And perhaps I’m worrying needlessly. But I don’t think so. As Kang’s research highlighted, at some point in the too-near future, my husband and I will no longer be the informing force behind our sons’ opinions, biases, and judgments. Without a strong foundation in what it means to be a good ally, they can be more easily swayed later in life. This is a real fear—as recently as 2010, 75 percent of the kids at a British elementary school that put specific emphasis on inclusivity reported hearing homophobic bullying or language. That’s not who I want my sons to be.
I cannot rely on my opinions informing my children’s if I don’t let them know what those opinions are. But I can rely on other people to step in where I have failed, and not always in a way that I would like. Prejudice is learned; some of the kids my sons will be going to school with are already learning it. It’s important to give our sons a strong base of tolerance (ridiculous word that it is) to work from, to counterbalance the increasing amount of homophobic vitriol they’re likely to hear as they grow up.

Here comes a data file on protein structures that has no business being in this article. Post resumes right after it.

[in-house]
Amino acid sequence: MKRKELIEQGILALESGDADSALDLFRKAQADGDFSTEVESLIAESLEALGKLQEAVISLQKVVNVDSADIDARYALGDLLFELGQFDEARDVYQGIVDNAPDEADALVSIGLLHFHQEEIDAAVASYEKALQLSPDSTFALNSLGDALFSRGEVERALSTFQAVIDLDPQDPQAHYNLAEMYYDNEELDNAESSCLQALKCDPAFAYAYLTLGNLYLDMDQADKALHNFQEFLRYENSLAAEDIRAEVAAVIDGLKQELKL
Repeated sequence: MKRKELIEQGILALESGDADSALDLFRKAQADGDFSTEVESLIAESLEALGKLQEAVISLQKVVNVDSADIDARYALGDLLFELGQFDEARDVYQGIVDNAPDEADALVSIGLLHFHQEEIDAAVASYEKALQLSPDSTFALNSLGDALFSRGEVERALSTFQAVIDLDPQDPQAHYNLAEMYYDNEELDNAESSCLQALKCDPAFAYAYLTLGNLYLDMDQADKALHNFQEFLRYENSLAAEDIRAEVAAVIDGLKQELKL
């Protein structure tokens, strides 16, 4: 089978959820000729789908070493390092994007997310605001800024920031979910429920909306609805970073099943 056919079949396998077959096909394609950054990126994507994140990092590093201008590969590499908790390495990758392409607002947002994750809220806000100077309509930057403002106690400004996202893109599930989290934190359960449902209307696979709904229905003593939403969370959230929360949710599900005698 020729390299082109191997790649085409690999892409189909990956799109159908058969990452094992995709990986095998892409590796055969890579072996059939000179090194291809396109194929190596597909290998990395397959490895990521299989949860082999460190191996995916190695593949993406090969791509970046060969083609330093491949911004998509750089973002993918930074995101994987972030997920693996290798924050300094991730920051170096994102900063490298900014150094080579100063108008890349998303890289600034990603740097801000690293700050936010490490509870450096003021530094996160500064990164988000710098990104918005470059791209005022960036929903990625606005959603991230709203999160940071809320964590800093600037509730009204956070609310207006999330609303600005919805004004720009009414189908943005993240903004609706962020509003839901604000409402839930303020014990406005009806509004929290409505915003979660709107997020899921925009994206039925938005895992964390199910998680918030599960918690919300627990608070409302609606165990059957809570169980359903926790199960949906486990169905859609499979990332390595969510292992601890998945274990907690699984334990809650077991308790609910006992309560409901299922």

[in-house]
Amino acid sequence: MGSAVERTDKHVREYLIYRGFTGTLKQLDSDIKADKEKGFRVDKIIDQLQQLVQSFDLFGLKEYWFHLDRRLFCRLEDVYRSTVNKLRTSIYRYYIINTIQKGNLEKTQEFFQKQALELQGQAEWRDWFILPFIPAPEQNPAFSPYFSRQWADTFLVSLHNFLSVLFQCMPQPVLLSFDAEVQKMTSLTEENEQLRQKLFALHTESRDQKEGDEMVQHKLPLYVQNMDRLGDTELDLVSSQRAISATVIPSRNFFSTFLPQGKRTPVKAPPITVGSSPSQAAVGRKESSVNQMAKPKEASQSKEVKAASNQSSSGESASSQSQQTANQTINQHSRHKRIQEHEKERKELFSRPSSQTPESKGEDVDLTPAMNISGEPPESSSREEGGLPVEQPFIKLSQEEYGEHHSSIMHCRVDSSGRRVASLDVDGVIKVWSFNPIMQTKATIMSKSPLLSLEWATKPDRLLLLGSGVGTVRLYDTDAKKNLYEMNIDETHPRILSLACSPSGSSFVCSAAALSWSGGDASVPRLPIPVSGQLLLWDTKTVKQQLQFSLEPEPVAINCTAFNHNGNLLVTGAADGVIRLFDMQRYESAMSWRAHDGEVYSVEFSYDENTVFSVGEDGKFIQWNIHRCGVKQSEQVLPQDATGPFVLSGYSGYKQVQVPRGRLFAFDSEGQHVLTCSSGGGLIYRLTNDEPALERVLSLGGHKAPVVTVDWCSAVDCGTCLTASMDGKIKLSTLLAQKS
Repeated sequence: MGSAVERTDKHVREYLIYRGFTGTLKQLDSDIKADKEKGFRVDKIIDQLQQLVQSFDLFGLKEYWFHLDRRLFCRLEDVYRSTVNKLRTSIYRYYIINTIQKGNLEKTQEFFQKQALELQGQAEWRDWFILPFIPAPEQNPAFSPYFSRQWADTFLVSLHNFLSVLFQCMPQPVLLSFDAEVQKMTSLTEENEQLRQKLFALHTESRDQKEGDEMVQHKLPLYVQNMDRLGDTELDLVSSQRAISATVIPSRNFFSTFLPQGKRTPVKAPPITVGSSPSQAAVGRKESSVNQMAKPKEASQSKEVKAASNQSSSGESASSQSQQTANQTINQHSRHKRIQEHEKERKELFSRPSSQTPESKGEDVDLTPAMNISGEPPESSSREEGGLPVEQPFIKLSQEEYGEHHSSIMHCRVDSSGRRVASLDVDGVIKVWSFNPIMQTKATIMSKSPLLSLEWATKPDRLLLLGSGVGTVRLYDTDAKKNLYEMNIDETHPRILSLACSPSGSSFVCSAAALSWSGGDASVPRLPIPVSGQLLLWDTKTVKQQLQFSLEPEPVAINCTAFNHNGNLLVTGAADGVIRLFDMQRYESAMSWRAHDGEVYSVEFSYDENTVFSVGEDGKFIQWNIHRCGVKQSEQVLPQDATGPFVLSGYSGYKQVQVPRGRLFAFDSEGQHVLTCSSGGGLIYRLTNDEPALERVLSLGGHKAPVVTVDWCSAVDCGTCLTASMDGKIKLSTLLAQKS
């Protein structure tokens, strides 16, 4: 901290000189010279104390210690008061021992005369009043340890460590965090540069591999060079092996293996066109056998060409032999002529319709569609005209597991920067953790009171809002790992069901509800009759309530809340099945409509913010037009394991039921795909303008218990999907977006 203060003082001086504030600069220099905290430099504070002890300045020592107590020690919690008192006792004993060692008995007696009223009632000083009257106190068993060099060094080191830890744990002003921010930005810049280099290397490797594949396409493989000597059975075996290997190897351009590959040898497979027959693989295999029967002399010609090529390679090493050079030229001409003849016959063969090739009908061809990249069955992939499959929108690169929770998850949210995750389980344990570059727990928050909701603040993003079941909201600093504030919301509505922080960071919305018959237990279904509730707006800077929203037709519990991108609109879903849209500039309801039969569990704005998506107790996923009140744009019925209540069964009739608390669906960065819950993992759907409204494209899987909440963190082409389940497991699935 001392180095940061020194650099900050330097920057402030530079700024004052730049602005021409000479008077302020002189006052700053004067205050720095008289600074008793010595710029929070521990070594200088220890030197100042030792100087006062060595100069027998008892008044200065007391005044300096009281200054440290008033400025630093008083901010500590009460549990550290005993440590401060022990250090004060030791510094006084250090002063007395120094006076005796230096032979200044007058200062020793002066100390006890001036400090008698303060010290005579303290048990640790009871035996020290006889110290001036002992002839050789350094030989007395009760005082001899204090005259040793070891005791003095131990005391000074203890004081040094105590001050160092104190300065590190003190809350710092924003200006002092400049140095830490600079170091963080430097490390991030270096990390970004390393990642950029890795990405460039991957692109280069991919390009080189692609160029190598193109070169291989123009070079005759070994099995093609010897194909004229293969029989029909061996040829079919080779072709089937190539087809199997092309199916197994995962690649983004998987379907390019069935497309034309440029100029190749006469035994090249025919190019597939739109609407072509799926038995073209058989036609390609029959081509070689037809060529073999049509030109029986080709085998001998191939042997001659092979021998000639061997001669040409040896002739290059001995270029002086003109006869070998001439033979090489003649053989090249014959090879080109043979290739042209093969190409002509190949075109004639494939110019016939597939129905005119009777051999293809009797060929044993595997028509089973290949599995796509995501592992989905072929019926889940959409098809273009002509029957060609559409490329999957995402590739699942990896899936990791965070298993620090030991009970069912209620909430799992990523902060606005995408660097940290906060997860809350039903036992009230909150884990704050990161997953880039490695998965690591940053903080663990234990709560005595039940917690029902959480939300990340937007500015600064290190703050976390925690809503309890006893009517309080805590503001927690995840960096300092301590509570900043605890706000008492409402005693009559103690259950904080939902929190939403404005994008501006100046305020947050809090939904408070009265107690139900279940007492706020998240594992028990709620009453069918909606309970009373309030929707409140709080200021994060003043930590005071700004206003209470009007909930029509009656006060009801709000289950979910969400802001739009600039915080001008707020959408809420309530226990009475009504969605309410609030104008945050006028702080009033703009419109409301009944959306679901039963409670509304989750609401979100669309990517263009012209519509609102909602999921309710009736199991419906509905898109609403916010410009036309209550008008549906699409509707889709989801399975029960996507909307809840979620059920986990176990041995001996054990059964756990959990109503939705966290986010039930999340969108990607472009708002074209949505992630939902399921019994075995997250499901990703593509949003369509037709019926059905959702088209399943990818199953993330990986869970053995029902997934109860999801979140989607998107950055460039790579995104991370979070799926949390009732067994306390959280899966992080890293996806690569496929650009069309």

It’s obviously not too late—my older son isn’t even 4, and his concept of reality is so fluid that it admits the possibility that he has a team of feline personal assistants who fly his private jets, keep all his money, and manage his property in Tokyo. And in truth, he no longer thinks that families only come in one variety. But this largely changed after we became friends with a lesbian couple whose son attends the same preschool. It took a living example to make that connection in a way that our words, or books and toys, couldn’t.
“If even at first our kids aren’t picking up on the breadth we’d like them to pick up on, I think we have to realize how deep some of these roots go in our society, how many of the fairytales that our kids are exposed to are about the girl marrying the boy,” said Rudolph. “But I think it’s important for us to keep trying, not in a pointed, lecturing kind of way, but to keep exposing them to variety, because you never know when it’s going to hit their awareness. … We prepare the ground and hope that at some point the seeds take root, even if it may take awhile.”
And that brings me to the other thing I learned, the one about myself—because really, whenever you sit down to write about your kids, you’re basically writing about yourself. Belatedly, I understood that the LGBTQ community shouldn’t bear the burden of responsibility to shift attitudes. “We in the LGBT community can talk about it, but it really helps to have allies,” Rudolph told me, gently. So here’s what I really learned about how to talk to my kids about “homosexuality”: Being an ally takes effort. I wasn’t making an effort. Now I am.